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hi:

my real name is jun sanchez and i am from the philippines. i make acrylic display cases for a living (sample pix of a few of them are included herewith).






do note that my cases are 100% hand-built without the aid of any special tool or machine (except for a bench grinder which was converted into a sander). they are hand-cut, hand-sanded and hand-rubbed/buffed. so you can imagine the amount of time i spend just to finish each case. since i want to increase my production, i know that mechanizing is the only way to go. i would like to start by making a table router.

since makita is widely-available in my country, i am most likely to buy this brand. these are the makita models that i can choose from: 3620, 3601B, 3600H, 3612 and 3612BR. Which of these models, do you think are the best for a newbie like me? i also need help on how i can start making a table for it.

any suggestion on this matter will be greatly appreciated. you may also contact me via my e-mail address - junsanchezs2003 (at) yahoo.com

thank you so much.

jun
 

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The Router Guys
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Nice looking cases jun!

I think you need a solid router and my choice is the 3612BR because it is the larger of the bunch and will last longer in production.

1) In your case I think you will want to eliminate the sanding and buffing stages of the process. The router is a good choice. For this I think you need to set the router up as a jointer. See the link for more info.
http://www.routerforums.com/showthread.php?t=242

2) As for the router table the quickest way is to mount the router to a piece plywood then hang the plywood and router over the edge of the work bench. Permanently set up this router with the jointer fence to trim the rough cut edges and you will save yourself many hours of hard work.

3) Router bits are the next item you need take a look at metal cutting end mills with the negative rake, these do a great job on the acrylic. Positive rake router bits as made for wood don't work so well with acrylic.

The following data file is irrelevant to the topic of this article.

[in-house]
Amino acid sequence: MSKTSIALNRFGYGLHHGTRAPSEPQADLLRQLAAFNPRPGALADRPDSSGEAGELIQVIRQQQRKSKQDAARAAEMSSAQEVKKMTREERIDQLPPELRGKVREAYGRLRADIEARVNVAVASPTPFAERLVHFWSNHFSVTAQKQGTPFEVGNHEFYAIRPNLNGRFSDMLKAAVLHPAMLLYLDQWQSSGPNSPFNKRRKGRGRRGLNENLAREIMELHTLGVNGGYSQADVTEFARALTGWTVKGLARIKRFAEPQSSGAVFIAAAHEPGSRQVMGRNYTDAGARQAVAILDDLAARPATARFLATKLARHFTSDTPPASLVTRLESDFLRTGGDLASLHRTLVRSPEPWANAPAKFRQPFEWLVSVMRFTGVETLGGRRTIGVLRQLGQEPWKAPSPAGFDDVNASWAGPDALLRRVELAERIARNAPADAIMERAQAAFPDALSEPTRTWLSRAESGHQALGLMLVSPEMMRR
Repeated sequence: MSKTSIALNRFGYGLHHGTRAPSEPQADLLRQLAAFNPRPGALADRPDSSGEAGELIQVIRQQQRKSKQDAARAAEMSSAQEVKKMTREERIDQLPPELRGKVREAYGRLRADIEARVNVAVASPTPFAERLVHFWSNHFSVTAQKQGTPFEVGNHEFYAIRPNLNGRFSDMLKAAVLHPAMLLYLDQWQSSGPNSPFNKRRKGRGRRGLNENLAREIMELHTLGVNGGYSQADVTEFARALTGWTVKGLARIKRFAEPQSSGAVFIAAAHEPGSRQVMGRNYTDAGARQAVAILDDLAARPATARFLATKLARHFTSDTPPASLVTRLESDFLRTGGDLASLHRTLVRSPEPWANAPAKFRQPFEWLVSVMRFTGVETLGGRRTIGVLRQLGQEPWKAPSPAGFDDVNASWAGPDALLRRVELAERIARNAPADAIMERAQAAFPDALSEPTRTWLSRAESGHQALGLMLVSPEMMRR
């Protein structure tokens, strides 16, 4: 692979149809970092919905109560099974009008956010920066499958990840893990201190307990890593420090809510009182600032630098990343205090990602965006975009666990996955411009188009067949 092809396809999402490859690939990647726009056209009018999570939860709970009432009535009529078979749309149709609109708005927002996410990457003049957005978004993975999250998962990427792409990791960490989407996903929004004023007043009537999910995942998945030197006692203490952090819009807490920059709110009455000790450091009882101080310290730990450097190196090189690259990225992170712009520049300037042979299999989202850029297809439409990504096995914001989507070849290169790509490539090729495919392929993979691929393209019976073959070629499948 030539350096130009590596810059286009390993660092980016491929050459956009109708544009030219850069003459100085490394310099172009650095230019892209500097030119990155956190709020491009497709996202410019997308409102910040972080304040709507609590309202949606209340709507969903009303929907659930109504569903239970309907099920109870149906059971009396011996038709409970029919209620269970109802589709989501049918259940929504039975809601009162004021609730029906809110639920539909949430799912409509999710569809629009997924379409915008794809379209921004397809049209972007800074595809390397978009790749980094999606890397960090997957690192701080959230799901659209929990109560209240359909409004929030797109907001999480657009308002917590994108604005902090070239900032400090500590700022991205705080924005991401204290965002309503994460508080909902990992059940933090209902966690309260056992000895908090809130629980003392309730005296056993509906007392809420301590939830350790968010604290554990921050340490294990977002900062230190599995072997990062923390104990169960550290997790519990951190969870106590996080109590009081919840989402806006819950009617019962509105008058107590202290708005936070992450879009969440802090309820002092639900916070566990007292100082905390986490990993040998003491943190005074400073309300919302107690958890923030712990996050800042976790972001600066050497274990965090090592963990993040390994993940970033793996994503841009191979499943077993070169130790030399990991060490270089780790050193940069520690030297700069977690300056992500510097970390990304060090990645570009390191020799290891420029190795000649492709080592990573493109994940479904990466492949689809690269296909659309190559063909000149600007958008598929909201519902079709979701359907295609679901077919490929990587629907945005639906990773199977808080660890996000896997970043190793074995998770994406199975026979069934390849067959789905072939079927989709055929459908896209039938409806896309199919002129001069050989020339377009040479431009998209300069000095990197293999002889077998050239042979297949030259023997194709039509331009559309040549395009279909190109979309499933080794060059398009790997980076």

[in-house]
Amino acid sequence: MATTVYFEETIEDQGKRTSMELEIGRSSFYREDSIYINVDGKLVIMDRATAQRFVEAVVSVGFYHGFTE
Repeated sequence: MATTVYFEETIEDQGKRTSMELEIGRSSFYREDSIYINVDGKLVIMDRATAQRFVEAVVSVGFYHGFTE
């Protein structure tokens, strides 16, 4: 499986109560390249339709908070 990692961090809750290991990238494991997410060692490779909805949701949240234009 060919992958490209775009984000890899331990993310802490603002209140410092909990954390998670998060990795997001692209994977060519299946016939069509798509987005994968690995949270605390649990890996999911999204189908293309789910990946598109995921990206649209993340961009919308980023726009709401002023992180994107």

Good luck Jun
 

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Hey Jun!

Glad you decided to join, you did an excellent job on your cases and I also really like your car collection.

Jun, I edited your post and fixed your email address you posted, if you posted your email address like (ex; [email protected] ) spam bots will crawl our site and spam your email address, so just for future notice put your email like ( Mark (at) Mark.com ) it'll prevent from any spam.
 

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Welcome to the forums Jun. Glad to have you here. Those are really nice looking cases. Your collection of cars aren't bad either. Keep up the good work.

Dave
the "Doctor"
 

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Discussion Starter #5
first, i would like to thank all of you for the warm reception inspite of the fact that i work on a material, acrylic, that is different from what most of you work on. you guys sure know how to make a newbie feel very welcomed

bobandrick:

i followed this link - http://www.routerforums.com/showthread.php?t=242 - and learned something new about how really versatile a router is. although this is a much better approach than my present system, i think setting the router as a jointer still requires that i hand pre-cut the acrylic? and cutting the acrylic by hand is something that i want to eliminate as often as possible.

thanks a lot and more feedback please.
_____________
mark:

thanks a lot for the tip on the proper way to post my e-mail address. point well-taken.
____________

dr zook:

thanks for welcoming me and for appreciating my work and my collection.
 

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Discussion Starter #6
more questions:

will a plunge-type or fixed-based router be an issue if i mount it (more or less permanently) on a table? which one should i buy? the problem with most makita routers that are avilable in my country is that most are plunge-type.

is there a website that provides a step-by-step guide (complete with detailed pictures) to making a table router?

i'm sorry if i ask my questions one or two at a time. i just ask whatever comes off my head. pls expect more naive questions from me. but like you said: the only stupid question is the question that is not asked (i like that).

thanks and best regards.

mopar
 

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Discussion Starter #8
BobandRick said:
Do you want to use the router to cut the acrylic? Or can you purchase a table saw as well.
buying a table saw is not included in my immediate plan. so, i will be using the router (mounted upside down to a table) to cut the acrylic to its exact dimensions, without the need to further sand it to size. given the amount of work that i do, there will be times that the router will be cutting acrylic, perhaps, the entire day.

since the acrylic will be cut by feeding it manually to the router table, do you think i will get good and exact cuts consistently? will i be subjecting the router to unreasonable work? your question above seems to suggest that i first cut the acrylic slightly oversized using a table saw then feed the acrylic to a router/jointer to get the exact size.

thank you so much for your help.

my best regards.

mopar
 

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Discussion Starter #12
-Sam- said:
Hey mopar, welcome to the forums! Nice collection of cars you have there! If I remember right, Is it Kumustaka?
whoa! someone who speaks my language. you're absolutely right, sam, and "kumusta ka?" also.

thanks for the warm reception. have you read my querries? should i go to another forum topic to ask my questions again?

thanks again and i hope to hear more from you.

my best regards.

jun
 
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